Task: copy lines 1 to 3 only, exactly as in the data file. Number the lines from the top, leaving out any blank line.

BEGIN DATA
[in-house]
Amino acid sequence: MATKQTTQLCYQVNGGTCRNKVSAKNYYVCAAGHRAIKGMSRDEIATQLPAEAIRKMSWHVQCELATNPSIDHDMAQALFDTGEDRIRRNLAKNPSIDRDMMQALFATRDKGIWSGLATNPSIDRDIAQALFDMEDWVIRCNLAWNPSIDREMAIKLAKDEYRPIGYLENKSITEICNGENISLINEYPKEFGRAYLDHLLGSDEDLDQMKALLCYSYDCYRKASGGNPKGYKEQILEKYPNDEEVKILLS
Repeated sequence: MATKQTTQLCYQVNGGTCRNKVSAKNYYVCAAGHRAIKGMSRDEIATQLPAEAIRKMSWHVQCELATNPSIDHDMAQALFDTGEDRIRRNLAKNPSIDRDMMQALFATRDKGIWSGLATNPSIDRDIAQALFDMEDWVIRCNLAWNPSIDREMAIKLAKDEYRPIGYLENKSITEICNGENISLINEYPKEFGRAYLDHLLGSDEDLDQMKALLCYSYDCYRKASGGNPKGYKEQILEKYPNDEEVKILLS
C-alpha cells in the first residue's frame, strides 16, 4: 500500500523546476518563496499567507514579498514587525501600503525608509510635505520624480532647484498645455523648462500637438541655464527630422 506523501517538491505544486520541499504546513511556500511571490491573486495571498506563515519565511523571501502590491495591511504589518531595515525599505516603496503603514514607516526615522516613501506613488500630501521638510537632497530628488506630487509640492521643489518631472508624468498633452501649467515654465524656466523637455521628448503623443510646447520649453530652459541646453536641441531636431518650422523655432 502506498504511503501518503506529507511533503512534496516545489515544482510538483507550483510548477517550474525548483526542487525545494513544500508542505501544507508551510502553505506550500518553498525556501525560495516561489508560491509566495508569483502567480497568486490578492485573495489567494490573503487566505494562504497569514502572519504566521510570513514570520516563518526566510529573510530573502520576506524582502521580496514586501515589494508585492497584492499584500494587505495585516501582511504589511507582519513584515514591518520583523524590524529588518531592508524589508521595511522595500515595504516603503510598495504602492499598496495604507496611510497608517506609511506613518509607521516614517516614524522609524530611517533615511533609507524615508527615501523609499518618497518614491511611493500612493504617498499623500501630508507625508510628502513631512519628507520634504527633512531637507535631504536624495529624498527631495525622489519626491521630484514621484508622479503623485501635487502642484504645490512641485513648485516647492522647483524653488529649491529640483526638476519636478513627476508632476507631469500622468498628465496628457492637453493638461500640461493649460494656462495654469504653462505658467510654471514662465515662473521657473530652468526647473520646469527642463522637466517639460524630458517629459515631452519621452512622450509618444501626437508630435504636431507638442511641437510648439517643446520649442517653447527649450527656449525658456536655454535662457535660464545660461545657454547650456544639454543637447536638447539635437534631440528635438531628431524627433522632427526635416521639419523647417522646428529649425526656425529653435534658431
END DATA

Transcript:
[in-house]
Amino acid sequence: MATKQTTQLCYQVNGGTCRNKVSAKNYYVCAAGHRAIKGMSRDEIATQLPAEAIRKMSWHVQCELATNPSIDHDMAQALFDTGEDRIRRNLAKNPSIDRDMMQALFATRDKGIWSGLATNPSIDRDIAQALFDMEDWVIRCNLAWNPSIDREMAIKLAKDEYRPIGYLENKSITEICNGENISLINEYPKEFGRAYLDHLLGSDEDLDQMKALLCYSYDCYRKASGGNPKGYKEQILEKYPNDEEVKILLS
Repeated sequence: MATKQTTQLCYQVNGGTCRNKVSAKNYYVCAAGHRAIKGMSRDEIATQLPAEAIRKMSWHVQCELATNPSIDHDMAQALFDTGEDRIRRNLAKNPSIDRDMMQALFATRDKGIWSGLATNPSIDRDIAQALFDMEDWVIRCNLAWNPSIDREMAIKLAKDEYRPIGYLENKSITEICNGENISLINEYPKEFGRAYLDHLLGSDEDLDQMKALLCYSYDCYRKASGGNPKGYKEQILEKYPNDEEVKILLS